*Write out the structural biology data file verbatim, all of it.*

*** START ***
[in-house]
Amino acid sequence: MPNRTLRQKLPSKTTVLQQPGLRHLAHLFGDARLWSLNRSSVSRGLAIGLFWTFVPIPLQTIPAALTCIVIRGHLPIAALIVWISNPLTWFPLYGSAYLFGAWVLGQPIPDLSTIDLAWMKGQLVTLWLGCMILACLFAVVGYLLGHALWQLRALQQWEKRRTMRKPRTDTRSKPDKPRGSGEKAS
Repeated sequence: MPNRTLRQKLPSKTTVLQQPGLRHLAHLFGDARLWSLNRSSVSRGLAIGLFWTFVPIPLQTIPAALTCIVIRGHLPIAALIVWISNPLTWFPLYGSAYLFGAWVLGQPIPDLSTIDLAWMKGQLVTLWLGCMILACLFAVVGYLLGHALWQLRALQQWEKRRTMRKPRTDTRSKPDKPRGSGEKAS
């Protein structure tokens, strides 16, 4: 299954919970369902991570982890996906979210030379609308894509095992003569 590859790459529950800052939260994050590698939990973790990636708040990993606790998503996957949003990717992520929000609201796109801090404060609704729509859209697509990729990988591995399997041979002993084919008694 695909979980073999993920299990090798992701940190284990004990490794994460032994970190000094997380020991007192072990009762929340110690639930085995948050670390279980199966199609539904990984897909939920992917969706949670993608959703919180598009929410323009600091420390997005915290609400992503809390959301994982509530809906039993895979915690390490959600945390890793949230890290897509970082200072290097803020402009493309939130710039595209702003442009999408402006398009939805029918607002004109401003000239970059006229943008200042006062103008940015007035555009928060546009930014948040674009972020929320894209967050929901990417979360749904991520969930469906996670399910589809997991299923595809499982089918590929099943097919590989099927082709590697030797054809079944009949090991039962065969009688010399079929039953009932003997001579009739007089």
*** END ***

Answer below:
[in-house]
Amino acid sequence: MPNRTLRQKLPSKTTVLQQPGLRHLAHLFGDARLWSLNRSSVSRGLAIGLFWTFVPIPLQTIPAALTCIVIRGHLPIAALIVWISNPLTWFPLYGSAYLFGAWVLGQPIPDLSTIDLAWMKGQLVTLWLGCMILACLFAVVGYLLGHALWQLRALQQWEKRRTMRKPRTDTRSKPDKPRGSGEKAS
Repeated sequence: MPNRTLRQKLPSKTTVLQQPGLRHLAHLFGDARLWSLNRSSVSRGLAIGLFWTFVPIPLQTIPAALTCIVIRGHLPIAALIVWISNPLTWFPLYGSAYLFGAWVLGQPIPDLSTIDLAWMKGQLVTLWLGCMILACLFAVVGYLLGHALWQLRALQQWEKRRTMRKPRTDTRSKPDKPRGSGEKAS
């Protein structure tokens, strides 16, 4: 299954919970369902991570982890996906979210030379609308894509095992003569 590859790459529950800052939260994050590698939990973790990636708040990993606790998503996957949003990717992520929000609201796109801090404060609704729509859209697509990729990988591995399997041979002993084919008694 695909979980073999993920299990090798992701940190284990004990490794994460032994970190000094997380020991007192072990009762929340110690639930085995948050670390279980199966199609539904990984897909939920992917969706949670993608959703919180598009929410323009600091420390997005915290609400992503809390959301994982509530809906039993895979915690390490959600945390890793949230890290897509970082200072290097803020402009493309939130710039595209702003442009999408402006398009939805029918607002004109401003000239970059006229943008200042006062103008940015007035555009928060546009930014948040674009972020929320894209967050929901990417979360749904991520969930469906996670399910589809997991299923595809499982089918590929099943097919590989099927082709590697030797054809079944009949090991039962065969009688010399079929039953009932003997001579009739007089």